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Perth, WA
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I've been trying to follow LadyAda's tutorial on switches (http://www.ladyada.net/learn/arduino/lesson5.html) as best I can, though I'm getting some very strange results. I've attached a picture of my set up.

First of all, I am confused by the wiring because I am using a different switch to the tutorial. My switch has 3 pins (C-NO-NC) and from what I could find online C has the power source attached, NO means it returns LOW for an open switch and NC will return HIGH until pressed. With this in mind I've attached 5V to C, and NO to the breadboard.

Quote
int goPin = 2;

int goState;       //The current state of the switch
int val;           //Stores the current reading of the state of the switch


void setup() {
  Serial.begin(9600);
  pinMode(goPin, INPUT);           //Sets pin 2 to read the switch
  goState = digitalRead(goPin);    //Gets the current state of the switch
  Serial.println("Connection established..");
}

void loop() {
  val = digitalRead(goPin); //Read input value and store it in val
  
  if (val != goState) {
   if(val == LOW) {
    Serial.println("Button just pressed");
   } else {
     Serial.println("Button just released");
   }
  }
  
  goState = val;
}  


The problem I'm having is that nothing seems to happen in the serial monitor when the button is pressed. I have "Connection established" programmed to display so I know that it is communicating correctly, which it does. However I do get a HUGE amount of printing to the serial monitor whenever I touch the 10ohm resistor, or the yellow wire going from NO to the breadboard.

Can someone please explain where I might be going wrong?

Cheers



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What does the 10 ohm resistor do, for a start? It looks like the breadboard would short it out.

What does the 10K resistor do? It just drains some of the current (0.5 mA) from +5V to ground but doesn't do much else.

I'm not that keen on the twisted connections on the switch, might not be doing much - try soldering the wires on.

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C has the power source attached, NO means it returns LOW for an open switch and NC will return HIGH until pressed.

C is common. NO is connected to C when you close the switch (it is Normally Open) and NC is connected otherwise (it is Normally Closed).

Throw away the 10 ohm resistor, that isn't doing anything. Connect the 10K between the C point and 5V. Connect the NO point to ground. Connect the C point to pin 2.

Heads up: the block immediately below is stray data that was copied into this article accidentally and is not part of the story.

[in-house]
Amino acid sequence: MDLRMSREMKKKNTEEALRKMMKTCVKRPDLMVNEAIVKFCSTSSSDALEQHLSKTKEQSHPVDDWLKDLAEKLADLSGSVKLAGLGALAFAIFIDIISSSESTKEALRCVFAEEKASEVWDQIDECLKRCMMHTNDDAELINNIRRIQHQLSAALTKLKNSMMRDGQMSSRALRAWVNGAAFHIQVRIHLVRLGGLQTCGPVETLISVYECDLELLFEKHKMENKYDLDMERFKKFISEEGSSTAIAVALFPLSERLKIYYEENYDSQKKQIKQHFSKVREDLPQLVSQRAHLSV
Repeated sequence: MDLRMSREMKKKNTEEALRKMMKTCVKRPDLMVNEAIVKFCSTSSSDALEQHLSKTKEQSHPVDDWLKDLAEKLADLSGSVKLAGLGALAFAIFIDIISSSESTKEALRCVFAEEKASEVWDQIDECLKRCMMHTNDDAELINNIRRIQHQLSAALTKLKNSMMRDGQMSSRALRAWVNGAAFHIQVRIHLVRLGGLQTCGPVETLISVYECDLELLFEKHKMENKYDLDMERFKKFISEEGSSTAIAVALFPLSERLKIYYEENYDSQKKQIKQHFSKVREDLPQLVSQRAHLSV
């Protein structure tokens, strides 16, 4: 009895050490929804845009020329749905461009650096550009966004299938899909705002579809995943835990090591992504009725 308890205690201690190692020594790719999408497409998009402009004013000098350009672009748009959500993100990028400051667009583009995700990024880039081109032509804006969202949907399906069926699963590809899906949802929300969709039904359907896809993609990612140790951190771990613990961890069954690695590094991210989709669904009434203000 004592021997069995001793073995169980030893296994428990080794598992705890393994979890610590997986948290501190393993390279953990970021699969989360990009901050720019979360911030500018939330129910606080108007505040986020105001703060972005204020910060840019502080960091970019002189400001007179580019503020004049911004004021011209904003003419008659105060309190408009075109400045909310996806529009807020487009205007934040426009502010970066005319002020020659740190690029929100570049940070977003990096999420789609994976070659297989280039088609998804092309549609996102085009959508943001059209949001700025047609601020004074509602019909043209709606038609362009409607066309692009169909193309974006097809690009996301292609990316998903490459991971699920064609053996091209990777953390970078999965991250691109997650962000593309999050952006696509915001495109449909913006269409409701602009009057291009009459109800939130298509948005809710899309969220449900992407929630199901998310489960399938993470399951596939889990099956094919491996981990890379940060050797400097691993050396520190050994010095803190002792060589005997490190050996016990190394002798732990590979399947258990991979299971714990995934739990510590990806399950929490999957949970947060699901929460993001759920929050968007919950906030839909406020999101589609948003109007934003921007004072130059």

Now the C will have a pull-up (the 10K) which will make it high unless you push the switch. That then grounds it, giving you a low.



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However I do get a HUGE amount of printing to the serial monitor whenever I touch the 10ohm resistor, or the yellow wire going from NO to the breadboard.

You are just measuring noise, because you have neither a pull-up nor pull-down on the pin.
« Last Edit: May 09, 2011, 02:27:55 am by Nick Gammon » Logged


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Thanks so much for all that, I was actually trying to create a pull-up on C through following the tutorial but I obviously went wrong. I still haven't soldered the switch connections because I don't want to solder until I have a 'working' circuit.

I'm fairly sure I've created the circuit that you've showed me, however the Arduino turns off whenever I connect 5V and turns back on as soon as I remove it. This makes me think I'm doing something unhealthy to the Arduino..

EDIT: I've attached a picture of what I made based on your diagram.


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« Last Edit: May 09, 2011, 03:44:30 am by waley » Logged

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Look carefully at what you've done. All the holes in a line are connected together. In other words, both sides of the 10K resistor are connected together. So it doesn't do anything.

Meanwhile you've connected the NC part of the switch to ground, and the C pin to 5V. So the moment you power it up you are shorting out the power supply.*

You haven't done what I had in the diagram at all. For one thing, I had nothing connected to the NC pin. Attention to detail is everything.

*(edit) You are doing something unhealthy to your battery / power supply / computer. NC means normally closed. So I don't know why you would wire one end of a switch to +5V and the NC end to the ground. You may as well just short out your battery with a wire.

See attachment - the red lines show where the electrons are going to go.


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« Last Edit: May 09, 2011, 04:35:54 am by Nick Gammon » Logged


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Thank you very much for taking the time to help me. I did make some very stupid errors in my 2 previous circuits, it hadn't occurred to me to think of the electron flow like that.

I downloaded Fritzing and built your circuit diagram and then rendered a 'real life' breadboard version and saw how I went very, very wrong. You have taught me plenty and today's learning curve has pretty steep for me, thanks! It's works like charm smiley
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Glad I could help!

Oh, and just for future information, the resistor you labelled 10K which is brown/black/red. That is 1K.

Brown = 1, black = 0, and red = x 100. So 1000 ohms, not 10K ohms.
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